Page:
Objective: To associate Helicobacter pylori-associated antibodies with clinical disease in groups of patients with duodenal ulcer, gastric adenocarcinoma, oesophageal adenocarcinoma and normal mucosa.
Design: Prospective observational sero-epidemiology study. Identification of consecutive in-patients with duodenal ulcer, gastric adenocarcinoma, oesophageal adenocarcinoma and normal mucosa. Analyses of sera for antibodies to whole H. pylori, Cag A and Vac A antigens using ELISA and Western blot. Statistical analyses.
Setting: Walsgrave Hospital, Coventry, a district general hospital that serves a population of 350,000.
Participants: Consecutive in-patients with an endoscopic diagnosis of duodenal ulcer (n = 31), gastric adenocarcinoma (n = 31), oesophageal adenocarcinoma (n = 40) and normal mucosa (n = 46).
Main outcome measures: A profile of antibodies was constructed for each patient group and between-group comparisons were made. A logistic regression model determined the H. pylori-associated antibody that could best predict a patient's diagnosis. A discriminatory power for each antibody was calculated.
Results: Whole H. pylori, Cag A and Vac A antibodies are found more commonly in duodenal ulcer patients when compared to oesophageal adenocarcinoma (P < 0.003) and normal mucosa patients (P < 0.015). Similarly, gastric adenocarcinoma patients have antibodies to whole H. pylori, Cag A and Vac A more frequently than oesophageal adenocarcinoma (P< 0.002) and normal mucosa patients (P < 0.006). Vac A antibodies discriminate between duodenal ulcer/gastric adenocarcinoma and oesophageal adenocarcinoma/normal mucosa patients (odds ratio 5.56, log likelihood -90.06, P < 0.001) more effectively than Cag A antibodies (odds ratio 4.17, log likelihood -91.88, P < 0.001).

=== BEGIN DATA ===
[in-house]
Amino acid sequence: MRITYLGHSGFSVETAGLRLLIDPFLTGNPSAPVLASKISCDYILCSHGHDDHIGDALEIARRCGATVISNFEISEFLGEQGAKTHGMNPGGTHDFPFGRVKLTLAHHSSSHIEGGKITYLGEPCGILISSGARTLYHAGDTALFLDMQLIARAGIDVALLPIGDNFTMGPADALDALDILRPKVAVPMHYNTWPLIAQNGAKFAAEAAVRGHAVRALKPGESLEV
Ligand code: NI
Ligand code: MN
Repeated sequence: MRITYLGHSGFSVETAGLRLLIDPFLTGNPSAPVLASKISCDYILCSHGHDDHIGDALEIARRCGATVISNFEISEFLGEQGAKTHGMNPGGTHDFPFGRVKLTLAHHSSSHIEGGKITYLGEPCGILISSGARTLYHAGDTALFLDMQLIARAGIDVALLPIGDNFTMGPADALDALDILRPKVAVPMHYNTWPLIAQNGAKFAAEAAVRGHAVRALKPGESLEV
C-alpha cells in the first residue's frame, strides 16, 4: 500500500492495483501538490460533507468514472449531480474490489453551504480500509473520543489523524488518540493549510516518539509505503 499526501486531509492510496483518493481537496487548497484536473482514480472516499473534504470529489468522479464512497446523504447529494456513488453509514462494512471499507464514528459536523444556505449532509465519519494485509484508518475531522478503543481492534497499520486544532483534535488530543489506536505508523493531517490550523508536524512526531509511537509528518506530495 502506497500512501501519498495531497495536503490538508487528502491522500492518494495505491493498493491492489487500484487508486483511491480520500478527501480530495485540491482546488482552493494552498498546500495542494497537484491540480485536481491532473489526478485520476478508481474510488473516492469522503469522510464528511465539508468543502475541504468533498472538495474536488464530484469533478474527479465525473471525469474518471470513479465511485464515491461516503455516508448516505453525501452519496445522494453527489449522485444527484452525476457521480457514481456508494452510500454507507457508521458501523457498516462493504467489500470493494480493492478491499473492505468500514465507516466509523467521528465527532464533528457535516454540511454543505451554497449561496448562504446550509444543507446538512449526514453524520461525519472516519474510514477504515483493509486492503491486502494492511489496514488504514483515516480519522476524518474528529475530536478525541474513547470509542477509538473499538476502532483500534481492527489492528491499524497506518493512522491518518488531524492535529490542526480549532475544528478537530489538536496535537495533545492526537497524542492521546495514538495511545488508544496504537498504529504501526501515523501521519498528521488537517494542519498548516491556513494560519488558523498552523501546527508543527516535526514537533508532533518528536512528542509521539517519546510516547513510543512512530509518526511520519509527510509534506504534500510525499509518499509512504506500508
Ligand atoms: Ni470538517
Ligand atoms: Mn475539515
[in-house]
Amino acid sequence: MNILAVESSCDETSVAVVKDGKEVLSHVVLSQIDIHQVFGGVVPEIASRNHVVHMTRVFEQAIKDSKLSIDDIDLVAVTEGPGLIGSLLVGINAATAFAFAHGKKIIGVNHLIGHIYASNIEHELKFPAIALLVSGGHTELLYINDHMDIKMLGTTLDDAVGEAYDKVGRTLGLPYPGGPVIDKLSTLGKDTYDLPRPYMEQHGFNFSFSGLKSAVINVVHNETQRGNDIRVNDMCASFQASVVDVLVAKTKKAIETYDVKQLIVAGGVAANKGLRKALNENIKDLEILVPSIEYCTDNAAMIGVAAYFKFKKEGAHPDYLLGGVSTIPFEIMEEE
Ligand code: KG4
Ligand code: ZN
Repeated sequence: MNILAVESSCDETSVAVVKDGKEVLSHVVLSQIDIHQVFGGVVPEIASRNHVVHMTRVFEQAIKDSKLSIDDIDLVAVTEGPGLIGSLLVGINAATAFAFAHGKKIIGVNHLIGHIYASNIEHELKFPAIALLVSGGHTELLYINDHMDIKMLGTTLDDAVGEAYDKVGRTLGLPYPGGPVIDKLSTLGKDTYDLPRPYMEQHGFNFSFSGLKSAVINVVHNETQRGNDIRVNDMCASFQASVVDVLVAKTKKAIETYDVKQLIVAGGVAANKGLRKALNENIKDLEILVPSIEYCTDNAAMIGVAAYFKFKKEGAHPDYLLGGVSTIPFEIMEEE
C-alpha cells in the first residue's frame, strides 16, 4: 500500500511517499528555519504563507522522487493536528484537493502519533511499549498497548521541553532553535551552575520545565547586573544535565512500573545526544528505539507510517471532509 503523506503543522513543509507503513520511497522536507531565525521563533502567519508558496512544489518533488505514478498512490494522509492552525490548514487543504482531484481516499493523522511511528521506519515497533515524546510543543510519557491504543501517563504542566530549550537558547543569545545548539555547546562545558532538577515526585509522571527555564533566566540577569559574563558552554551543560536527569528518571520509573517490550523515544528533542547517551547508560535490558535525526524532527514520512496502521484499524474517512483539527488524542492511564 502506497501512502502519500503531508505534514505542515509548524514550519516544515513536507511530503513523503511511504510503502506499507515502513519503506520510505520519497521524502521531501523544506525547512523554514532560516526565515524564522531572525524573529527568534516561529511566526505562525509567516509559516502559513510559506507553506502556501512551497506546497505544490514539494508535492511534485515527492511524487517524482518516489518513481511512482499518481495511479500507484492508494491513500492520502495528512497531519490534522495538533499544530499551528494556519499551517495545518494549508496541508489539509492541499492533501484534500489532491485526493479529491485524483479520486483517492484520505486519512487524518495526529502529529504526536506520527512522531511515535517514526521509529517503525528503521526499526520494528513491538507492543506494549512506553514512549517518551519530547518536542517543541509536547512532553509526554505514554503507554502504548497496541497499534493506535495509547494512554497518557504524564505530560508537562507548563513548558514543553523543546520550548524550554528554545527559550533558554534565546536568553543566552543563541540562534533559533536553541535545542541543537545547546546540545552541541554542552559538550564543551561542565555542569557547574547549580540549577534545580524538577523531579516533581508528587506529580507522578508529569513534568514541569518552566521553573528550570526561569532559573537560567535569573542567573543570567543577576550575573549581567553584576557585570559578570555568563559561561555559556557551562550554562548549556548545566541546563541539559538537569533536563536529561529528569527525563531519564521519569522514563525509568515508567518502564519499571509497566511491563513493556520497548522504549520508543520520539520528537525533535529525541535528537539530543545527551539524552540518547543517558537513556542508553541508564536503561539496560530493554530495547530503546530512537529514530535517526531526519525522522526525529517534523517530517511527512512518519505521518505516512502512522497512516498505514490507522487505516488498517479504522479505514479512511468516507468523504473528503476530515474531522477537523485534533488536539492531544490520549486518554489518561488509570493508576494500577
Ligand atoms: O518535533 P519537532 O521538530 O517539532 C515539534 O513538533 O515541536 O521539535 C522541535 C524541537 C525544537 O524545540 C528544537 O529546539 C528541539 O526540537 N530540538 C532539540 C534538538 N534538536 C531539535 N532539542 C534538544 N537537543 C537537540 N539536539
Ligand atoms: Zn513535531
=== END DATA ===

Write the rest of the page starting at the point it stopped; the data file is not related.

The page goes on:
Conclusions: Similar profiles of H. pylori-associated antibodies are seen in patients with duodenal ulcer and gastric adenocarcinoma, confirming that virulent H. pylori are involved in the pathogenesis of both diseases. Antibodies to Vac A could be used to identify patients at increased risk of developing H. pylori-associated disease.